• the battery power is phenomenal. At 10 hours – even they overestimate by 20% – the iPad can work through a full day of use – nicely done, Apple!
      • the Apps have huge potential. I can easily see Adobe putting out a Photoshop for iPad. Being able to edit and manipulate photos on a touch screen would mean a Wacom Tablet at $200 is no longer needed. But again, the small screen size is getting in the way of real productivity

      The other potential deal-breakers for photographers and others – besides the lack of a USB – are:

      • the size of the hard drive. At only 64GB (the largest HD and most expensive iPad) is potentially 1/4 of what it needs to be. Heck, I have 12GB of music alone. And, I don’t want to just show photos – I want to upload the RAW images from my camera and at least start the file management process and perhaps some initial editing. Not impossible with only 64GB, but definitely limiting. You see, my laptop is my office – it has all the files I need to be productive anywhere. I don’t have time for the level of entertainment offered by the iPad – great if you are stuck on a commuter train for an hour everyday. But at only 64GB, I would be spending too much time swapping files rather than working on them. Let’s see, what files do I need today to be productive on the road…oops I forgot that file on my laptop…
      • the lack of multi-tasking. Why has Apple taken a step back from its leadership in multi-tasking. I am shocked by this, actually. I don’t want to close an app (like a photo, Keynote or Pages doc) just to search for another song or check my calendar or my emails

      The bottom line question for me is, can I get away from carrying around my laptop by using an iPad? Almost. The killers are:

      • screen size – it’s too small to be truly productive;
      • small hard drive – too small for RAW and manipulation;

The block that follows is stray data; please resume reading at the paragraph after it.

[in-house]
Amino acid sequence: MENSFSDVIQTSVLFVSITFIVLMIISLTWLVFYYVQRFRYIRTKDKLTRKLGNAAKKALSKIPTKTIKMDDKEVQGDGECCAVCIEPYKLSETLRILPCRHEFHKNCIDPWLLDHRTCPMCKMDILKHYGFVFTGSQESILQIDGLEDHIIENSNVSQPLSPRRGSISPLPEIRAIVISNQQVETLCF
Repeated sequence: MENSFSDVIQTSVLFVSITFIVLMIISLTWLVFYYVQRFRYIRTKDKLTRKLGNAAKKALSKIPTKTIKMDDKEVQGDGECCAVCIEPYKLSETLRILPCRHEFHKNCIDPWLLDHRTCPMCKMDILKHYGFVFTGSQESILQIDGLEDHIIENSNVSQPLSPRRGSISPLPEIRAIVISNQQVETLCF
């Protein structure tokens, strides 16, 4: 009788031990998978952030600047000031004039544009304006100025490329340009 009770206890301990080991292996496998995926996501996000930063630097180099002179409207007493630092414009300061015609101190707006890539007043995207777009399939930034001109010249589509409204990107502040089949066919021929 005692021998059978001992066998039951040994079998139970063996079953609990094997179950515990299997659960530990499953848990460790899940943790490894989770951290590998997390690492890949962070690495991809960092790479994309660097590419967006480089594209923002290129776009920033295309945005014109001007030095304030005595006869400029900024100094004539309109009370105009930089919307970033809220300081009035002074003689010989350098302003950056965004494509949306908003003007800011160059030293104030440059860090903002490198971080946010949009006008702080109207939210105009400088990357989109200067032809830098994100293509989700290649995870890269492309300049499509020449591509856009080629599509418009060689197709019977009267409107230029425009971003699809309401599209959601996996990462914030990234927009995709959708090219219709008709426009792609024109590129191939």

• lack of multi-tasking – who doesn’t multi-task these days!; and
      • lack of USB to upload photos.

      If I have some downtime after a shoot on the road, I want to go beyond just looking at my photos. And if I can’t be truly productive then I need to carry my laptop. If I need to carry my laptop then I don’t need an iPad. I would gladly pay $1000 for an iPad that had even a 14″ screen, 250GB hard drive and USB connectivity – something that would be more productive than entertaining. There’s my wish-list, Steve!

      Making Photo Books with iPhoto

      I have had a wonderful experience as of late publishing two books using Apple’s free iPhoto application. It hasn’t been without a learning curve, but what I’ve found is that even simple books are very straightforward. Being the nit-picker I am, though, I’ve complicated my life by wanting details and customization that stretched iPhoto. But I have been very pleased at how iPhoto responded by stretching and accommodating the finessing I wanted. In fact, when I took one of my books to a local printer for a quote, they were astounded with the quality before I even told them how I made it and what it cost to make.

      What I like about iPhoto…

      Tanzania - a book of fine art photographs by Terry A. McDonald
      Tanzania (Dec 2009)

      Now, before I go too far, I should warn Windows users that iPhoto is only available to Mac users. It’s a shame, really, because I have yet to see a free photo library/catalogue app for Windows that even comes close to the capability of iPhoto. In fact, I have yet to see an inexpensive app (less than $75) that does what iPhoto can do. Furthermore, building on the success of iTunes, Apple could easily offer “iPhoto Windows” as a $10 or $15 app for download only. Anyway – back to the main event…

      Lake Superior Provincial Park iPhoto book

      I wrote an earlier blog about the usefulness of iPhoto here, but in summary I find iPhoto great: